If Cincinnati Reds outfielder Nick Castellanos hadn’t appealed his suspension, the hot streak would have been on hold. He would have been out of the lineup for two games for "aggressive actions” against the St. Louis Cardinals on Saturday, and Castellanos wouldn’t have started on Monday against the Pittsburgh Pirates.
Castellanos took advantage of the opportunity and accomplished the one thing he hadn’t done yet this season –– hit a go-ahead home run late in the game.
In the bottom of the seventh inning of Monday’s game against the Pirates, Castellanos drove a homer off the bottom of the second deck to turn a tie game into a 5-3 win for the Reds. When he made contact, Castellanos shouted, flipped his bat and pumped up the crowd.
Nick Castellanos suspension:David Bell 'disappointed': 'He did not initiate physical contact'
The fans at Great American Ball Park had a loud cheer for Castellanos every time his name was called over the public address, and the home run cheer was the loudest.
On Monday, Castellanos added a single to the outfield, a walk and a broken-bat groundout to keep his string of quality at-bats going. Through four games, he had a .533 batting average, five extra-base hits and three home runs.
Before Castellanos’ home run, the Reds needed one of their best starting pitching performances of the season. It came from a player who didn’t learn that he made the team until the end of spring training.
In the lead-up to José De León’s start for the Cincinnati Reds, he went back and watched his first MLB start in 2016. Back then, he was young and skinny and a top-30 prospect in MLB.
Before Monday, he hadn’t started a single MLB game in the intervening four years.
With his family watching him pitch, De León had a new memorable start. On Monday, De León had more strikeouts than he had in his entire 2017, 2018 and 2019 MLB seasons when he bounced between the Majors and the Minors.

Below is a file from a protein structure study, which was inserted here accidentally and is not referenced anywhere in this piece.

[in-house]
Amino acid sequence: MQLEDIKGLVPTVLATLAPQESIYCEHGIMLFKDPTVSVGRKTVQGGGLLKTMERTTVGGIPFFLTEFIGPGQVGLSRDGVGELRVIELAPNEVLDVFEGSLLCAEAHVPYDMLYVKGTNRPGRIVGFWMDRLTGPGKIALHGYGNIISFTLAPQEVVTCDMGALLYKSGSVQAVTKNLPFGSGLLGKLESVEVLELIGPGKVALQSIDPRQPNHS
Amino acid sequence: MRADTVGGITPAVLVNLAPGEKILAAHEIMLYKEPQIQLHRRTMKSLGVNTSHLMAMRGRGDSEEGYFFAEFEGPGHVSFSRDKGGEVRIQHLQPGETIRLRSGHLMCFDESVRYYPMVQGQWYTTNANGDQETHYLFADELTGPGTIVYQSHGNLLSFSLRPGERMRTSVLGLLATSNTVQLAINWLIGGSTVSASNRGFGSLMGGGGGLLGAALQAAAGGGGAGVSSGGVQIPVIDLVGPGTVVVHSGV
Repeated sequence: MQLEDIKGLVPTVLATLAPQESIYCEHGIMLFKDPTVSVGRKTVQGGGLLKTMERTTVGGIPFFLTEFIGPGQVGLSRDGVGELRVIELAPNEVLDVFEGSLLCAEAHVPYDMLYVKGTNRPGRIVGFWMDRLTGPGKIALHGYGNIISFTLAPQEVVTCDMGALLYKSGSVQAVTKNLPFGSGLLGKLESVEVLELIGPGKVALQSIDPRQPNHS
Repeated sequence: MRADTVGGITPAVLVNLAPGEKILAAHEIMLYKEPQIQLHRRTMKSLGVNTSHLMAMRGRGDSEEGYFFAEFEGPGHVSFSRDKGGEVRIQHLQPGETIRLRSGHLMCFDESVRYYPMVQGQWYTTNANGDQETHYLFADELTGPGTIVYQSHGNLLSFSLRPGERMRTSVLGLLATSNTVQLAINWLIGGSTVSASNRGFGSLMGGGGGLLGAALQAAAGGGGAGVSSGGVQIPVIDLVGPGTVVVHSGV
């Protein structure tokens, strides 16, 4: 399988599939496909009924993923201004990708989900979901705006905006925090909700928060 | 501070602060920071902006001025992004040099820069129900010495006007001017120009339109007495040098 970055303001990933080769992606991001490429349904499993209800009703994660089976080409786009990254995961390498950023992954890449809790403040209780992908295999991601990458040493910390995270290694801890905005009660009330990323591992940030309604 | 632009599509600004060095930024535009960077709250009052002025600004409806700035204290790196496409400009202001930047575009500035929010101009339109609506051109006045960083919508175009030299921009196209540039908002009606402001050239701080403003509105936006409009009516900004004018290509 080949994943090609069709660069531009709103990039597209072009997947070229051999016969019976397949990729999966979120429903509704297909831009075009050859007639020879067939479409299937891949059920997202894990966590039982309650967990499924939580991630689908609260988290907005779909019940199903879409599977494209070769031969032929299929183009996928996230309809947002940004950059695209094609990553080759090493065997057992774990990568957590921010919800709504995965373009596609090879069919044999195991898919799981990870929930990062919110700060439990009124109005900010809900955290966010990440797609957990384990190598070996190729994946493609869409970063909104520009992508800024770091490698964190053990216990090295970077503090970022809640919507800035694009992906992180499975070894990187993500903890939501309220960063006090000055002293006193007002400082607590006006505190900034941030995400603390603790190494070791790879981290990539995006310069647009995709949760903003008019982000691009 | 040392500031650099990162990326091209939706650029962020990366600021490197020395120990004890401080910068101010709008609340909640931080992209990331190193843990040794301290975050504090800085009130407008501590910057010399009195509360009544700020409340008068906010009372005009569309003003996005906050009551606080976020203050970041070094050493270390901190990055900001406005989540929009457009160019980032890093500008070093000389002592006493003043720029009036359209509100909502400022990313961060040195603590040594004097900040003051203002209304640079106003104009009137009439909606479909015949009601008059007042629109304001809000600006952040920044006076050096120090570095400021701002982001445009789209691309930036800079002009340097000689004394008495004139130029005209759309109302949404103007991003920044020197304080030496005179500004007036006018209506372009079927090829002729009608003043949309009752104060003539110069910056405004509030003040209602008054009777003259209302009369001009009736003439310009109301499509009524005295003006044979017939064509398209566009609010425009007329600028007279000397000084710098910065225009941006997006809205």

In the first inning, De León allowed two home runs, but he turned around the momentum in the second inning in an unlikely way.
According to De León’s own calculations, it should have taken him until 2033 to get his first Major League hit.
During spring training, De León said he’d be fine starting or coming out of the bullpen, but if the Reds needed a hitter they should “find somebody else.” Before spring training, he hadn’t had an at-bat since 2016, so he told the opposing catcher to have the pitcher “take it easy on me.”
Later, De León joked, “Maybe in 12 years, I’ll get a hit.”
His first at-bat of the season came with two runners on base. And he knocked a single past a diving second baseman for his first career hit and an RBI.
After that, De León allowed just a single hit and no runs on the mound, and he left the game in the sixth inning to a standing ovation.
Pirates starting pitcher JT Brubaker was in a similar rhythm, allowing one run and striking out six Reds hitters in four innings. But against Pittsburgh’s bullpen, the Reds offense was back to form.
In the bottom of the fifth inning, Reds third baseman Mike Moustakas pulled a home run over the right field bullpen that nearly left the last row of Great American Ball Park. Then in the seventh, Castellanos’ no-doubt home run gave the Reds the lead.
In the eighth inning, second baseman Jonathan India and outfielder Aristides Aquino added RBI that extended the lead.
At this point in each of the last three seasons, the Reds had a 1-3 record. But after Amir Garrett closed Monday’s game against the Pirates, Cincinnati opened 2021 with a 3-1 record for the first time since 2017.